Students should be familiar with the General Information section of the Drake University catalog, which covers academic requirements that affect all Drake University students. Although assigned an academic adviser, the student is responsible for being familiar with academic regulations and for selecting appropriate courses in the proper sequence to complete degree requirements. Special attention is directed to information concerning advanced placement and college credit by examination, the credit/no credit program, the President’s and Deans’ lists, international education opportunities, general graduation requirements and academic regulations.
Students also should be familiar with the Drake University Code of Conduct and specific policies relating to academic dishonesty, cheating and plagiarism, especially the SJMC Honors Code. Cheating, plagiarism or dishonesty in academic work is considered cause for expulsion.
In addition to the University academic regulations, SJMC students working toward a B.A. degree in Journalism and Mass Communication are required to maintain a grade point average (GPA) of 2.25 in both their cumulative (CUM) and journalism (JMC) coursework during any semester after the student has completed 30 credit hours.
Before 30 credits hours are met:
After 30 credits are met:
Students must complete 15 to 18 credit hours per semester to graduate in four years. An academic load over 18 credit hours in a semester requires a 3.00 cumulative GPA, or a 2.75 average and permission of the faculty Academic Adjustment Committee. Students employed full-time or part-time should consider carrying lighter class loads.
At least 40 of the 124 credit hours required for graduation must be in courses numbered 100 or above. The last 30 hours of a student’s program must be taken at Drake University. Twelve hours of credit may be earned on a credit-no credit (no letter grade) basis in courses that are not part of the basic requirements or part of the major and related courses, including courses in the area of concentration. (See the Credit-No Credit program in the Academic Regulations section of the Drake University undergraduate catalog.)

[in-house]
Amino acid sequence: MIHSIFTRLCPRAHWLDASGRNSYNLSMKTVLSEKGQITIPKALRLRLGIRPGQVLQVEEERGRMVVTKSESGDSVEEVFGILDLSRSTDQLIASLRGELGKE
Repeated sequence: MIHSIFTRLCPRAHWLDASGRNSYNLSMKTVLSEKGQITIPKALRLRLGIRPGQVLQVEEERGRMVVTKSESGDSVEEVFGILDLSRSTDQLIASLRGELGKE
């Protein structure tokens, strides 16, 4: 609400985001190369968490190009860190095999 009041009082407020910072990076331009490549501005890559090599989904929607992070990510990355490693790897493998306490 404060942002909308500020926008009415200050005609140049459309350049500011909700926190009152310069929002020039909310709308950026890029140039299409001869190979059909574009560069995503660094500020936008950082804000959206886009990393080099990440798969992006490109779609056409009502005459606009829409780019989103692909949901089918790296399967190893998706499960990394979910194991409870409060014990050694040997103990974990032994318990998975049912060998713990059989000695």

An SJMC student may not take an SJMC course on a credit-no credit or audit basis, unless the course is only offered credit/no credit. To enroll for any SJMC course requiring a prerequisite, the student must have earned a grade of “C” or higher in the prerequisite course(s). To enroll in any SJMC senior-level writing, production or senior capstone course, a student must have a declared SJMC major. Students without appropriate prerequisite courses may be admitted to classes, if there are compelling reasons, by obtaining the consent of the instructor and/or the approval of the Academic Adjustment Committee.
Transfer students majoring in Journalism and Mass Communication may transfer a maximum of 12 journalism credit hours.
The University policy notes, “Students are expected to attend all classes and to be punctual in doing so. They are also expected to complete all assignments for classes that they miss. The individual instructor may set his/her own specific requirements in reference to each class at the beginning of the term. Faculty members are urged to provide an opportunity for students to make up work missed as a result of legitimate absences, including observances of religious holidays.”
In the School of Journalism and Mass Communication, by faculty action, “It is recommended that journalism faculty include in course syllabi and in comments on the opening days of classes clear statements of attendance policies.
“In such statements, it should be noted that excessive absences, as determined by the instructor, are sufficient cause for reduction of a grade in a class.